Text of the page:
David Smith is a 50-year-old sales manager living in suburban Adelaide
. For the past 16 years he has been providing financial support for his growing children. Now that his children are all adults and making their own way financially, David is turning his focus to his own financial position, as he fears this won’t support his retiring anytime soon, and his superannuation will not last long in retirement.
He needs to consider his best options for investment of the surplus funds he now has available to increase his chances of a financially secure retirement.
David is considering all options, and one of these options is investing in property. This game plan will explore his options for buying several investment properties to build up a portfolio of property that can deliver him capital growth returns as well as a passive rental income to replace his wage once he retires.
With 15 years of work remaining and an extra $1,500 per month in surplus income, this brings his overall surplus to $2,240 per month and ensures his borrowing power, which is one of the four critical elements for investing.
Provisioning future expenses
To develop a financial strategy for David, we need to look at his current and future financial commitments.
• We plan to provide each of David’s children with a wedding gift of $10,000 when they reach 30 years of age. He has already paid one of these amounts, but there are three kids left, so some of his surplus cash must be retained, or provisions made for these gifts in his personal borrowing.
• Furthermore, from a cash flow perspective, David has provisioned $1,000 for household upkeep and maintenance in 2015, and $2,500 in 2020.
• Fortunately, David has quite a new home. He is also willing to cash out his long-service leave, which he estimates will provide him with $25,000 at today’s dollar value, but this figure will be adjusted for when it is planned to occur in May 2017. Another positive is that he has a fully maintained company car, so he doesn’t need to factor in any car purchases until after retirement, and this will be funded out of the passive income his wealth base will produce.
• Finally, on the cash flow front, David currently provides for an annual holiday budget of $3,600 per year. Yet as he gets older he wants to increase this by an extra $2,000 a year so he can enjoy more holidays and leisure time while he is still young, fit and active. This extra money will be factored into his household budget numbers from the age of 60 (10 years from now).
Another critical element is a borrower’s savings/equity position. In David’s case this isn’t so straightforward.
David’s current home still has a mortgage with a loan-to-value ratio (LVR) of 66.25%. This does give him scope to act now, but David will need a good understanding of risks versus rewards, as well as the principles of sound money management, if he is to take on more debt in order to accumulate properties and then retire out the debt over time.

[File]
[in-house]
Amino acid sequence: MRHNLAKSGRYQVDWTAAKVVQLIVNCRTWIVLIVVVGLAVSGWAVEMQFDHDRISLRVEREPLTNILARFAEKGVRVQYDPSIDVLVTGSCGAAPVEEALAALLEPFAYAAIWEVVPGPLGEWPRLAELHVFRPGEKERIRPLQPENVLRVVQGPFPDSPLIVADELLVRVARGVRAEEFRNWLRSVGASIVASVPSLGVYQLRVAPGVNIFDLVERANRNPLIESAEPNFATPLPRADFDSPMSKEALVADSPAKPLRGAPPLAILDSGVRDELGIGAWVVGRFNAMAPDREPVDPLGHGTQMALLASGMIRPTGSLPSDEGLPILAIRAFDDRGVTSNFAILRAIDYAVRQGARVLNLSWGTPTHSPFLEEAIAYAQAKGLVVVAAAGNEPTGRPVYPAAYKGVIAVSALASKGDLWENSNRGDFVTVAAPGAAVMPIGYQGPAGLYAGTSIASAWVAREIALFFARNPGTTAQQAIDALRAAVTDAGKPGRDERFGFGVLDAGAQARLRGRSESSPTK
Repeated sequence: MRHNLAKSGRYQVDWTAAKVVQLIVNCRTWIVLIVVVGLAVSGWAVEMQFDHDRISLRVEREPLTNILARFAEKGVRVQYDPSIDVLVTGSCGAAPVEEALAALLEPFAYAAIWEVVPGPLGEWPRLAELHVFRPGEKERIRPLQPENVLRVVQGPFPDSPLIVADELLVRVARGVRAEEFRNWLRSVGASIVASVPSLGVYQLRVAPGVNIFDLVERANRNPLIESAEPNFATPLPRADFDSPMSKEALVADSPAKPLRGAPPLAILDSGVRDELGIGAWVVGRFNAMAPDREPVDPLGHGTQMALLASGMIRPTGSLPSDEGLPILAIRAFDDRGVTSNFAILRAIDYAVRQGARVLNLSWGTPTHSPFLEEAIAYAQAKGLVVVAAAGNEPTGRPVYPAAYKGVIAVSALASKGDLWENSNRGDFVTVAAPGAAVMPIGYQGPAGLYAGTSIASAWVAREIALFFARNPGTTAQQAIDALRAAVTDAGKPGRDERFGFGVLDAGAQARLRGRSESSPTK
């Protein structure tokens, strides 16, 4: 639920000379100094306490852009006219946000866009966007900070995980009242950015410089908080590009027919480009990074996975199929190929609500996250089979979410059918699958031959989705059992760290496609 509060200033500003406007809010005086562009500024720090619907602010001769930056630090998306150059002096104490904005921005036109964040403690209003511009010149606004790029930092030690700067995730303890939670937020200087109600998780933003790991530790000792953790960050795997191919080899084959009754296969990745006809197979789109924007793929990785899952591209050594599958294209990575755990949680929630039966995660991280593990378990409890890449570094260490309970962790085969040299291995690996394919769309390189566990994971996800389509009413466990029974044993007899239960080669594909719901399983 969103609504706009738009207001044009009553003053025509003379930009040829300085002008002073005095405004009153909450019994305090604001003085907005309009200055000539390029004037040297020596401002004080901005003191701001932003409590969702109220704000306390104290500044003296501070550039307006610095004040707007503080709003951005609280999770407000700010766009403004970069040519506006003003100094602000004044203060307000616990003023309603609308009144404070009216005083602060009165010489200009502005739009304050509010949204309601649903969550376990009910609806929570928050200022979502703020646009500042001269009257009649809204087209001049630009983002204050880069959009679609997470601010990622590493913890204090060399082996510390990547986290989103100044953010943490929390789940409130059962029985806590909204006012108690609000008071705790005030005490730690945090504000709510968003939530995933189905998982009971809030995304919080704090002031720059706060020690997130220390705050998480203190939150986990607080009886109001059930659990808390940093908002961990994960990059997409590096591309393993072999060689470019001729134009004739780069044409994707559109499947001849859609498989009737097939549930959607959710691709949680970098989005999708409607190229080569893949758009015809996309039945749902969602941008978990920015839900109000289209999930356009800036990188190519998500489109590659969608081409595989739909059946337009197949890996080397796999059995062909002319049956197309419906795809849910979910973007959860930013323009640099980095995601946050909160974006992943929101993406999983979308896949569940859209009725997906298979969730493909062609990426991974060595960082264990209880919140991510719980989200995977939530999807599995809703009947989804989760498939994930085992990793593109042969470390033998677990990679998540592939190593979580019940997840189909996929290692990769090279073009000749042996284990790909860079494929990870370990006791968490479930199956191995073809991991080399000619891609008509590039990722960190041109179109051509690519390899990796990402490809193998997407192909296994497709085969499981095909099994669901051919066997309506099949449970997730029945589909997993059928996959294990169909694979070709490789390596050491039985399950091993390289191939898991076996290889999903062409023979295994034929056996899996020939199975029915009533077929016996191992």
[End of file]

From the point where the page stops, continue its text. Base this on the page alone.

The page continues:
He will need to give this serious consideration if he is to build a property portfolio, which along with his super position will allow him to self-fund his retirement on an income of $60,000 per year.
Let’s take a look at David’s current situation:
We can see from David’s numbers that apart from his family home he only has $150,000 in super, and having been committed to financially supporting his kids he hasn’t been able to put a lot away in savings until now. Even with 10 more years of contributions, that level of super isn’t going to see David reach his desired target. David is right: something needs to be done, and from a property point of view. And given that it’s a longer-term investment approach, it needs to happen soon...
The Game Plan:
The advice that a professional property investment advisor gives a prospective client should never be about trying to retrofit a particular property investment strategy
of their choice to a client’s situation.
Rather, the advisor should offer open and independent property assessments, investment strategies
and overall advice aligned to each client’s individual financial and personal goals. And in doing so they must look seriously at their client’s current cash flow, plus future cash flow needs, risk profile and overall comfort in taking on debt.
The 'Do Nothing' Scenario:
The wealth and income projection chart at right looks at David’s current situation and into the future.
This is what we call the ‘Do nothing’ scenario – meaning that if David doesn’t put any of his current surplus cash flow to work and just spends it on discretionary items and meets his current debt obligations at minimum repayment levels, his dream of having a passive income of $60,000 a year (self-funded) when he retires at age 65 is not possible at all.
If he pays himself $60,000 in retirement, as the model shows, his super will be exhausted very quickly, and then the model is looking to find this amount so it’s defaulting to a reverse mortgage position, but again this isn’t a possibility because it shows the forecast projections are not working at all.